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Yep, deflecting.



These, for the third time.
Deflecting?

Oil is vital to the global economy because it is a relatively cheap source of energy. Industrial societies require energy for transportation, Farming, electronic equipment in houses, office buildings, and places of work. Nearly everything that humans are engaged in on a daily basis requires energy. How much humans have to pay for that energy has a massive impact on economic conditions given how vital energy is to the daily lives of people in the 21st century. When the price of oil increases, the price of energy increases. This makes goods and services more expensive to people and forces them to devote more income to supplying basic needs. As people decrease spending on non-essential items, other sectors of the economy start to suffer from the lack of those funds. Business's are forced to lay off workers. Workers without income can't afford to purchase many goods and services continuing the ripple effect.

As the price of oil increases, so does the price of food. Food becomes more expensive to harvest and ship to market. This further impacts the amount of income the consumer has to spend on other goods and services.

If the increase in oil prices is very sudden or severe, it can cause a reduction in economic activity through the process above. A recession is two quarters of negative GDP growth. Such a recession occured in 1990-1991 after Saddam invaded Kuwait. Saudi Arabia did try to pump more oil to alleviate the crises, but could not prevent a recession from happening.


If enough oil supply were suddenly removed from the world market at one time, the price of energy would sky rocket do to the scarcity of means to supply it. Faced with sky rocketing cost from energy, many businesses could not afford to stay open. This would ripple through the entire economy causing huge drops in global GDP. A deep and sustained downturn of this magnitude is the definition of a depression.

In 2002, intelligence sources indicated that Saddam had WMD and could only be years away from obtaining a nuclear weapon. Saddam had been consistently violating UN inspections and restrictions for over a decade at this point. The sanctions and weapons embargo designed to prevent him from rebuilding much of his conventional military power had fallen apart. Saddam was trading on the Black Market had grown from as little as $100 million dollars in 1999, to over $5 Billion dollars in 2002. China was violating sanctions and the weapons embargo on Iraq by helping to install a new air defense system network for the country giving Iraq a better ability to cooridinate attacks on coalition aircraft patrolling the no fly zones over Iraq. France and Russia had also both engaged in violations of the sanctions. Sanctions vital to containing Saddam as an alternative to removing him from power!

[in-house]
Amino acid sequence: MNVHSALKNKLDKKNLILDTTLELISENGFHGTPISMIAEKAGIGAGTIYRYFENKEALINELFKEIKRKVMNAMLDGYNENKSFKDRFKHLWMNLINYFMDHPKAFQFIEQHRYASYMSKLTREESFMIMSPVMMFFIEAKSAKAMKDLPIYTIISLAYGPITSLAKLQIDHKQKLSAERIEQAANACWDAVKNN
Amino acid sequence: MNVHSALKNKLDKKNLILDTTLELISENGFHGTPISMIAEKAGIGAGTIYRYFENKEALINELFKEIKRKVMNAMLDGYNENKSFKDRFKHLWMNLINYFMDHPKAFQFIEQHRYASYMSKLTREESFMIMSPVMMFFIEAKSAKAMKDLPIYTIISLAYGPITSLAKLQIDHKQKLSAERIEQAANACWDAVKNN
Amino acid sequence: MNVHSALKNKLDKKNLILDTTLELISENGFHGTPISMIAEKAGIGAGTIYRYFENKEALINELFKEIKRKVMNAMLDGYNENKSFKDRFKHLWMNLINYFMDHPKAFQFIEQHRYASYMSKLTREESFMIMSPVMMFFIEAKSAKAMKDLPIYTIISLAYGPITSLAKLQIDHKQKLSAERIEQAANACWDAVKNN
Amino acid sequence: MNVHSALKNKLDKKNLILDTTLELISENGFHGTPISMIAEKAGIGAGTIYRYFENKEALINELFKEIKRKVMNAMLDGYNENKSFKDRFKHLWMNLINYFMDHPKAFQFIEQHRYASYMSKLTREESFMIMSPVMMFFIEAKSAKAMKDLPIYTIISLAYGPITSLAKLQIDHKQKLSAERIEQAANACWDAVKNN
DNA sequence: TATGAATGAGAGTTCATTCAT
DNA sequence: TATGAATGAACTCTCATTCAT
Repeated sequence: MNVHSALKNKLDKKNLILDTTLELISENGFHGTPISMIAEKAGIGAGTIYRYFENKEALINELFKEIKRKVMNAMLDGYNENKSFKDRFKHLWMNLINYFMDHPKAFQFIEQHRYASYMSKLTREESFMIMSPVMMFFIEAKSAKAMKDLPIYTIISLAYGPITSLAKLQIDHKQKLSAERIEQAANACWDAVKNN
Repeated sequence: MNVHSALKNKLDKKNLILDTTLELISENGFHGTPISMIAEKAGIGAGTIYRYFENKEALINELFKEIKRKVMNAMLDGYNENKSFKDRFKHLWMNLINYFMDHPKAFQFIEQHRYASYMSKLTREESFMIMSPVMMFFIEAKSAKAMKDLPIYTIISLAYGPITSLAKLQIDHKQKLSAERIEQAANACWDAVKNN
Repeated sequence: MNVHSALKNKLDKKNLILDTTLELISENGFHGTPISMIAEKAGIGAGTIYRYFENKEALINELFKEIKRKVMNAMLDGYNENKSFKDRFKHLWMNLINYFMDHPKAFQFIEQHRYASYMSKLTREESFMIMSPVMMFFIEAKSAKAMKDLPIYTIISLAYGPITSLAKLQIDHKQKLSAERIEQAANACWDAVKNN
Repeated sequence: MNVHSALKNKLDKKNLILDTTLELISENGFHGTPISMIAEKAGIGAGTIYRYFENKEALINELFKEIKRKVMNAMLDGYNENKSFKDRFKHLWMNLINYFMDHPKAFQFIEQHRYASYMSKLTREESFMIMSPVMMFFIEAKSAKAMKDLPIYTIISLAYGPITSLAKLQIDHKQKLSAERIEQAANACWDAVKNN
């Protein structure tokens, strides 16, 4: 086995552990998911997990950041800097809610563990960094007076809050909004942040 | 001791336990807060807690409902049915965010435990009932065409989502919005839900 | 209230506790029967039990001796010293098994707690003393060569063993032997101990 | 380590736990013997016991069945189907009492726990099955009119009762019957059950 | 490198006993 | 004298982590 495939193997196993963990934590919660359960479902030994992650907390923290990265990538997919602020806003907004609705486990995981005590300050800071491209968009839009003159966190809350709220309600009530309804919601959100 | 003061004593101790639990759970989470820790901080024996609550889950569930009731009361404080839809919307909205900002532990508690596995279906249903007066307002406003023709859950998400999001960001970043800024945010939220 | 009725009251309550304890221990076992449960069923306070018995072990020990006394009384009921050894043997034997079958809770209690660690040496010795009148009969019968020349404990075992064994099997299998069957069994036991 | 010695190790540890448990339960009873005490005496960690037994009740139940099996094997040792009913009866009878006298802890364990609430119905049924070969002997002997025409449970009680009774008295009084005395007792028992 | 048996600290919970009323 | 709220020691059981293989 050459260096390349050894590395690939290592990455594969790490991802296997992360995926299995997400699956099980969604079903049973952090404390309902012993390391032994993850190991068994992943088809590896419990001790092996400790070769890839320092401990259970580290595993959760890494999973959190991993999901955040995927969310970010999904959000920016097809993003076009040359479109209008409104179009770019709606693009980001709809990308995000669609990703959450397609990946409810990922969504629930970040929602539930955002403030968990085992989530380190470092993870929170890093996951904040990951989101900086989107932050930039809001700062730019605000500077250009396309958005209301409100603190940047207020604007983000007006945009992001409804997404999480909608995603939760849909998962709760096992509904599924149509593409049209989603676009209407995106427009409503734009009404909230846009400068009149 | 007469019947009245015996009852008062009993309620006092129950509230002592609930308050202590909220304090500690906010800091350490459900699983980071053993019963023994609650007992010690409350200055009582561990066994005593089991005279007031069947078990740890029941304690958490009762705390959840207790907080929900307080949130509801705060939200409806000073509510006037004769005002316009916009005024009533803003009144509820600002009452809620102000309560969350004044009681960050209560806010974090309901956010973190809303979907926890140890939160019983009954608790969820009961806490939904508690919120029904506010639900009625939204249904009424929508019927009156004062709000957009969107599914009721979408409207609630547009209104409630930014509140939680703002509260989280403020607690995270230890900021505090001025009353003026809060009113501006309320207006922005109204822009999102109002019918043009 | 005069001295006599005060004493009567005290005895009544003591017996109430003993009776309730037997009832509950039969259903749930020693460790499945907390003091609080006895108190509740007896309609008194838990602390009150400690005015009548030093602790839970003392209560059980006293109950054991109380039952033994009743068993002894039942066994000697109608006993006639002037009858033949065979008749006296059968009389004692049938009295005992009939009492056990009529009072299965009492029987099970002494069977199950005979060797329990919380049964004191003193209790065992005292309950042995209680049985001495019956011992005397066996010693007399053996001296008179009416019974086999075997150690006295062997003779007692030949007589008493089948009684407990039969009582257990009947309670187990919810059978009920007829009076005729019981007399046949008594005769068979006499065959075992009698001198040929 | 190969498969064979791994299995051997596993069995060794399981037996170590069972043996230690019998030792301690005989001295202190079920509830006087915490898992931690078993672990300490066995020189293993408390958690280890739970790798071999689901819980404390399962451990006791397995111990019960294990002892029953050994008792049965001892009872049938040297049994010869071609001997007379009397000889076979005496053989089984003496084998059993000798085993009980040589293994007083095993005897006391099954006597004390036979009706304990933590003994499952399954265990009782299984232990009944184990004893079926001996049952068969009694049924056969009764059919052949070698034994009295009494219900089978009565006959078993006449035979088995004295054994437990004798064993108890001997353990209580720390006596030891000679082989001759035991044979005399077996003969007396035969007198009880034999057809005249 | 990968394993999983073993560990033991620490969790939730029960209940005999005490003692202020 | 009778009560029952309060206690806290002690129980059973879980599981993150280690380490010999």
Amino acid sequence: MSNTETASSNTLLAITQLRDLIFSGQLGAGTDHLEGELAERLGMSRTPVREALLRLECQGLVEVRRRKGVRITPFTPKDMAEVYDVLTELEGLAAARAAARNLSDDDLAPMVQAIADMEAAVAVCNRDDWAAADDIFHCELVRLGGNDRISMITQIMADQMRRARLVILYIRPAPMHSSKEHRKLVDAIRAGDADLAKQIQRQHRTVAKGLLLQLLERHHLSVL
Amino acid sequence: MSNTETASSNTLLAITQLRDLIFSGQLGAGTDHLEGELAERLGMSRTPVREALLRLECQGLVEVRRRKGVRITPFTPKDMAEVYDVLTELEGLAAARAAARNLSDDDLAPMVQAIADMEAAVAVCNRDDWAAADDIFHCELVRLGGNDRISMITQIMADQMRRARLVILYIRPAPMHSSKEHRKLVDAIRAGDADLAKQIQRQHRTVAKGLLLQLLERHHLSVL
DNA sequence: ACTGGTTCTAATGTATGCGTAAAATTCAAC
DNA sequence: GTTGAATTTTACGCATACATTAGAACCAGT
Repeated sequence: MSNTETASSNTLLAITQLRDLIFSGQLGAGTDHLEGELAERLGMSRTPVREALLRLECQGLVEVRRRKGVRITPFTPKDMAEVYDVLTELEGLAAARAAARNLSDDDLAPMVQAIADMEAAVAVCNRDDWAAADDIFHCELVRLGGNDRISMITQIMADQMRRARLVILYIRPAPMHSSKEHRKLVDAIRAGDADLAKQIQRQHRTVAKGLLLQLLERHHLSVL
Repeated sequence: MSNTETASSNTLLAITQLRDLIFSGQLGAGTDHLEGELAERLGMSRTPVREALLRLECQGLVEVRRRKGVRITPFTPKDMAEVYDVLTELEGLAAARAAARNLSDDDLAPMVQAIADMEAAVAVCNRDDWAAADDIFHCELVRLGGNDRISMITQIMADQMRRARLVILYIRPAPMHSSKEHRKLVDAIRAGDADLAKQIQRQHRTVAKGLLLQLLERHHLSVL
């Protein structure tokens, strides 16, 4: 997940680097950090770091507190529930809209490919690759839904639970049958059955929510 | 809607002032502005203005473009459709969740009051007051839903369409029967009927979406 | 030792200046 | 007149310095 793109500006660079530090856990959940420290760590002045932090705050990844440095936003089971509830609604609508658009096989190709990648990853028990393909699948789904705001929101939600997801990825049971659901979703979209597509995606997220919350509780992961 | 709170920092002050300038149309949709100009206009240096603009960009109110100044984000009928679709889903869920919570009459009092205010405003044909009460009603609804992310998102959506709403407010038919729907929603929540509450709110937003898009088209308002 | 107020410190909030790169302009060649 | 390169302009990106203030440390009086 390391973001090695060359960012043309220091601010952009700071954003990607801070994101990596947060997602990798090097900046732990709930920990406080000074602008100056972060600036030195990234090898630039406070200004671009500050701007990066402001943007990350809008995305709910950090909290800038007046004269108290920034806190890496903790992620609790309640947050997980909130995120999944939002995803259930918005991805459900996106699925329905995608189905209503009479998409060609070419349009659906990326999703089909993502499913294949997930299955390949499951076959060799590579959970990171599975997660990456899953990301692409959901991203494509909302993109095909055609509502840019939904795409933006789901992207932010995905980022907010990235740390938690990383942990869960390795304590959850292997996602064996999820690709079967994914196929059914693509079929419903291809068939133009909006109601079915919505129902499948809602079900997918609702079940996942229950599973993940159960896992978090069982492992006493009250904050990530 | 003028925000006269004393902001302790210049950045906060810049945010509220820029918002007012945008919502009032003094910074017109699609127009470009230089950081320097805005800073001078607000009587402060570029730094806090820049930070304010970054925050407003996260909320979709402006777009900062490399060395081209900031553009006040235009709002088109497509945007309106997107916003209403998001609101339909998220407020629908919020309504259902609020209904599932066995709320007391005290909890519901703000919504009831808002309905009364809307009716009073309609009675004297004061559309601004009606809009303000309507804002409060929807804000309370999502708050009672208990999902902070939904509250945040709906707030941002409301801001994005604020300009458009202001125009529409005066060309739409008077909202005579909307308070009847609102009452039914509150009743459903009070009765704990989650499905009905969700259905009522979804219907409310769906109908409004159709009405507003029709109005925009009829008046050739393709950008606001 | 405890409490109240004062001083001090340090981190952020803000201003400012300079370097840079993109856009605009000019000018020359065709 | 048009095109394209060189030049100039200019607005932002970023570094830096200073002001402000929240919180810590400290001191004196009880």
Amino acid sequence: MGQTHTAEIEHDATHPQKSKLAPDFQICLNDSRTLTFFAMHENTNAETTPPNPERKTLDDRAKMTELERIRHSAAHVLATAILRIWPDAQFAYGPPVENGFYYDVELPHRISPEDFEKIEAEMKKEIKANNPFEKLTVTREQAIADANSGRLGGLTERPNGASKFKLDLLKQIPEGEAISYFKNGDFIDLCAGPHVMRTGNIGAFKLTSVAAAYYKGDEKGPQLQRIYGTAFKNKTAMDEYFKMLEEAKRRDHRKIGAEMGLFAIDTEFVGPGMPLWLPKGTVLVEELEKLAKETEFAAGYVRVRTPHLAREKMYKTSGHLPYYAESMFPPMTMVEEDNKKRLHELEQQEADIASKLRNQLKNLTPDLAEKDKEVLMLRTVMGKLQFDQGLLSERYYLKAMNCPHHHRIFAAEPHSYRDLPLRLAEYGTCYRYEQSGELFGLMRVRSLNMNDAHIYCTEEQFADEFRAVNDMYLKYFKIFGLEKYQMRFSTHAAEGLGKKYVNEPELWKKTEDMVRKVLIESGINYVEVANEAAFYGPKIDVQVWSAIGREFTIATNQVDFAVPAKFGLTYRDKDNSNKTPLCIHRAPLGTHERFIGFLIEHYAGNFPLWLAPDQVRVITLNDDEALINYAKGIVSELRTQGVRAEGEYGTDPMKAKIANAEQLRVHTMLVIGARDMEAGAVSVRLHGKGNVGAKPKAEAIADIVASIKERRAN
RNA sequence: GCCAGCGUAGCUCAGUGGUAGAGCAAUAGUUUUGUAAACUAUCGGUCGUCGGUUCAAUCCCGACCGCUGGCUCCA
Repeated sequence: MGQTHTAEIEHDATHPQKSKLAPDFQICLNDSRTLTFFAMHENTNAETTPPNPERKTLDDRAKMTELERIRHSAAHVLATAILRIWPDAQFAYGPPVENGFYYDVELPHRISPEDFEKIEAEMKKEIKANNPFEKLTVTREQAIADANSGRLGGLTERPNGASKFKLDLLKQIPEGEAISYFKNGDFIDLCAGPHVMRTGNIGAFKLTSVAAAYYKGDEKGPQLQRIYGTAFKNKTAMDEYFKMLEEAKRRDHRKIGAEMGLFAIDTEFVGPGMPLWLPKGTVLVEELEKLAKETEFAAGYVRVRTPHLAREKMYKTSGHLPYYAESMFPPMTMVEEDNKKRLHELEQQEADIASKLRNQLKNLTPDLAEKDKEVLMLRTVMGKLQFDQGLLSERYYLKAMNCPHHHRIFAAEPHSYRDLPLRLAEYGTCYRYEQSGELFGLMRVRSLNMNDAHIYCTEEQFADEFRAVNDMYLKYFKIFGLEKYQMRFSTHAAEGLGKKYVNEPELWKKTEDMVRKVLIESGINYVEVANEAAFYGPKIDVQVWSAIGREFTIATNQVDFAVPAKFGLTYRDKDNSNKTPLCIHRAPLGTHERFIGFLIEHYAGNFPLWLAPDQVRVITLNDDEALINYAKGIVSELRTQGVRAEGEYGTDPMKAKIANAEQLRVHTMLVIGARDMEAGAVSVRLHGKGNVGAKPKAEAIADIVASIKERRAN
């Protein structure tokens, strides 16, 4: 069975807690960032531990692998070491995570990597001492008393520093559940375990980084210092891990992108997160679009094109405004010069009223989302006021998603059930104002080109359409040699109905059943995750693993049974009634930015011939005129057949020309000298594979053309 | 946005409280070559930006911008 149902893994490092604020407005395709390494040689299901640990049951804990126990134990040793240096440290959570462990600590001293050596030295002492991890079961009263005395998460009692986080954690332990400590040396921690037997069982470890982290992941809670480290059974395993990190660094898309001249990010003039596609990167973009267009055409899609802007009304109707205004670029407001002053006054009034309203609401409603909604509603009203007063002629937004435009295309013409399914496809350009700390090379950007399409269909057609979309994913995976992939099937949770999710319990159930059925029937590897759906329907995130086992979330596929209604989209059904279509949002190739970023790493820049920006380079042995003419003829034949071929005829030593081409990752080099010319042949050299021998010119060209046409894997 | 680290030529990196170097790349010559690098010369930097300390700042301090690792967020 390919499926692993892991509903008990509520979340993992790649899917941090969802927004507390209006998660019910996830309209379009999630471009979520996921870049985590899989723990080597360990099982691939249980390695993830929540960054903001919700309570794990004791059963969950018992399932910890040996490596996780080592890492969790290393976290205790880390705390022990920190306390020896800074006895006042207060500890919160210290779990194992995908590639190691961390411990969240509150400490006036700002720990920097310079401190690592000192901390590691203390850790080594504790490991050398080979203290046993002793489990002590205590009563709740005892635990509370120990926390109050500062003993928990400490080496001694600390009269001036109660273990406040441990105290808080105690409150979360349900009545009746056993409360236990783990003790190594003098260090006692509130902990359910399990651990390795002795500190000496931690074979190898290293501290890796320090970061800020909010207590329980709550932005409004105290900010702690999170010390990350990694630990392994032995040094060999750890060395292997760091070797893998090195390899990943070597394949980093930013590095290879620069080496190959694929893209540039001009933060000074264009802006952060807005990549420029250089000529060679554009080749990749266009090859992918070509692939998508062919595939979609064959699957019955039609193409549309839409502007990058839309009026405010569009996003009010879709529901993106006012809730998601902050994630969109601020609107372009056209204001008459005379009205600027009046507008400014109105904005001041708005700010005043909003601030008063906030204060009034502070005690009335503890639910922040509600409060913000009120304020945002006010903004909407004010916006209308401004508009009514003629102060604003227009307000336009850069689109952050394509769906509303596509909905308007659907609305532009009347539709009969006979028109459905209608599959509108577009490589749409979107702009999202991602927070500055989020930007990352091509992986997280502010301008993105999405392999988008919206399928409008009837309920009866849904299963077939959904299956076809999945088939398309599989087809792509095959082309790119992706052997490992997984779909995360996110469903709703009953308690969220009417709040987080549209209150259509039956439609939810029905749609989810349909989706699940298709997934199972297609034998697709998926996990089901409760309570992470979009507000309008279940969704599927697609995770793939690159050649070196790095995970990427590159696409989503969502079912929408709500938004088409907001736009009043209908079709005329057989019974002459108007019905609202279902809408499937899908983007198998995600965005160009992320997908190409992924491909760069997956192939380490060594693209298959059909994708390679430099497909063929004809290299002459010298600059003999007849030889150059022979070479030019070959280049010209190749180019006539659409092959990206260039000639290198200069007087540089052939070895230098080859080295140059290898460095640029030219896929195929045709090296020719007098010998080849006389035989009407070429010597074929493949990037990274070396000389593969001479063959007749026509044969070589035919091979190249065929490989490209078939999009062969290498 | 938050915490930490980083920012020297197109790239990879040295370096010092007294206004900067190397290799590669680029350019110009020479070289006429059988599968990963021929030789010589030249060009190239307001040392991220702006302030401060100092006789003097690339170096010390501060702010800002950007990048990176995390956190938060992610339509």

As the erosion of sanctions and the weapons embargo continued, and Saddam continued to defy the international community in resolving the issues over his WMD program, the only remaining option left was regime removal. Everything short of that had been tried and had failed to bring Saddam into full verifiable compliance with UN security council resolutions regarding his WMD programs. Essentially, all the tools to contain Saddam as opposed to removing him were failing or becoming weaker.

With containment broken, the only option left for dealing with Saddam was regime change given his past behavior. With the sanctions and weapons embargo having just recently crumbled, the longer the coalition waited to remove Saddam, the stronger he would get. The stronger Saddam became, the more costly in lives and money regime change would become. Acting later would only allow Saddam to accumulate more wealth and capabilities which would increase coalition casualties and financial cost once the decision was finally made to remove him.